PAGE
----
A dancing opossum named Penelope and a banana-eating groundhog are only a couple of the many exotic and interesting animals that make appearances at the Zoology Club’s meetings. The Zoology Club at NC State is about more than meeting animals. Members volunteer at local organizations, bring in guest lecturers and provide students with a large networking and educational opportunity.
“Students can find an entire club who share the same animal-mindedness, regardless of major,” said Alyssa Hartzheim, the president of the club and a third-year studying zoology. “A surprising number of members aren’t zoology majors, as it is a small major, but we have a lot of business majors.”
Zoology is an old major, and the Zoology Club at NC State has been around since 1996. Brianna Sorber, the club’s vice president and a third-year studying zoology, spoke about the turnout for meetings throughout the semester and her favorite parts of the club.
“Being able to meet other people who share the same love of animals is great and it’s a nice social break from school,” Sorber said. “On non-physics nights we get about 25 to 50 people showing up, and our first event is the wildlife rehabilitator [a speaker], who has a friendly African raven that brings in a lot of interested people.”
Zoology includes the wide variety of the animal kingdom, from cats and dogs to lions and bears. This differentiates the major and club from other similarly animal related groups, such as pre-vet, Companion Animal Club and animal science.
“Last week we did an event at a middle school speaking to an animal science class,” Hartzheim said. “It was cool because middle schoolers are thinking about what they want to be when they grow up, and we got to tell them what zoologists do and what we do as a club.”
A big part of the club is the networking and career exploration opportunity. A common misconception about a zoology major is that it leads to a career in zookeeping. Madison Smith, a first-year studying zoology, said she appreciates the club’s connections for helping her to find a research assistant position in the field.
“Each meeting we try to bring in a speaker to showcase the variety of careers including professors, museum staff, zookeepers, exotic vets and researchers,” Hartzheim said. “We have close connections to Piedmont Wildlife Center, Carolina Tiger Rescue, Duke Lemur Center and the Turtle Rescue Team.”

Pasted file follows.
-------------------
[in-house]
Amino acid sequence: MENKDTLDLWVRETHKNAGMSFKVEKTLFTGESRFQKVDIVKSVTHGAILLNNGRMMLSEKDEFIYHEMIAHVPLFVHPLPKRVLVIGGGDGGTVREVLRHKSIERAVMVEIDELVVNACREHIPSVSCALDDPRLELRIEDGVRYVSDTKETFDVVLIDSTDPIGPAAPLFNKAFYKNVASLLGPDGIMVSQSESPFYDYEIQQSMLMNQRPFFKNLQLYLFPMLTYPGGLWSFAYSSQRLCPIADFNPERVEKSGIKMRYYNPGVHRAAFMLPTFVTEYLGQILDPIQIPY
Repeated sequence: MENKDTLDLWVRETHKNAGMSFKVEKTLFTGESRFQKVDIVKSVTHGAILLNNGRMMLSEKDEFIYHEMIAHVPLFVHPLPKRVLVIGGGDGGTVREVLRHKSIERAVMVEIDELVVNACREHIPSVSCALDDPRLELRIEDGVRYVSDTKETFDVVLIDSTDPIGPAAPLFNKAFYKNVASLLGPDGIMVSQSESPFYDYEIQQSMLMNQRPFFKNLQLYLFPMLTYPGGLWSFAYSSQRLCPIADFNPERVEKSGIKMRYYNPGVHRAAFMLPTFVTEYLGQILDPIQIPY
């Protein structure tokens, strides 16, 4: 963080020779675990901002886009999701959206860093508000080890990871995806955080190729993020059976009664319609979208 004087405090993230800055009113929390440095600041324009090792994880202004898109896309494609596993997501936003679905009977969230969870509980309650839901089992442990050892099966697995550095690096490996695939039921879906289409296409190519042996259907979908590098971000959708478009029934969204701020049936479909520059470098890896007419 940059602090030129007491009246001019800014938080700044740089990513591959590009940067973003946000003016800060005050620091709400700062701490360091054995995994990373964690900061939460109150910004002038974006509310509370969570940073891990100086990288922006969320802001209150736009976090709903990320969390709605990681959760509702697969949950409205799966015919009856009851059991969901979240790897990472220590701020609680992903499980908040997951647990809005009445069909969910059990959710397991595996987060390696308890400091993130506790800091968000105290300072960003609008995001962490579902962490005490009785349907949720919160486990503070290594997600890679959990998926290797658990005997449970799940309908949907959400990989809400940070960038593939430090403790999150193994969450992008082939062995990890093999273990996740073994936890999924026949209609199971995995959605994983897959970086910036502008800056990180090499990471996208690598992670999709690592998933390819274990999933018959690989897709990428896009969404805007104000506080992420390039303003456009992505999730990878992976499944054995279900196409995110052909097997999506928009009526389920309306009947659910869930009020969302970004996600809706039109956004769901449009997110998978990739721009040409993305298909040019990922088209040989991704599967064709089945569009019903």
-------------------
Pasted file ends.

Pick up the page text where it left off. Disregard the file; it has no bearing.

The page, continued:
In addition to interesting guest speakers, Zoology Club plans many service projects at these organizations. Members can experience what it would be like to work up close and personal with specific animals and go on a behind-the-scenes tour.
“I like going to the places and seeing a day in the life of a worker, because the tours make it worth it even if it’s hard work,” Hartzheim said. “Sometimes it’s just helping the people who help animals. We’ve cleaned up and greeted at galas, but it’s fun because you get to be around the industry.”
Zoology provides free food for their weekly meetings; non-members are allowed to attend meetings and eat as well. They also allow people to bring their pets in addition to the educational animals brought in by organizations.
“I’ve brought in my bearded dragon,” Smith said. “We’ve had snapping turtles, a spotted skunk, screech owls, a red shouldered hawk and lots of snakes.”
Students may recognize the Zoology Club from the North Carolina State Fair where they worked to guard cows, or from a recruiting booth at Packapalooza.
The Zoology at NC State Facebook page is public and includes information about meeting times. Any of the 300 people who have joined the group can enjoy more networking opportunities. Past alumni will sometimes post events and related volunteer information. In the spring, meetings will feature speakers from the Duke Lemur Center and the Turtle Rescue Team.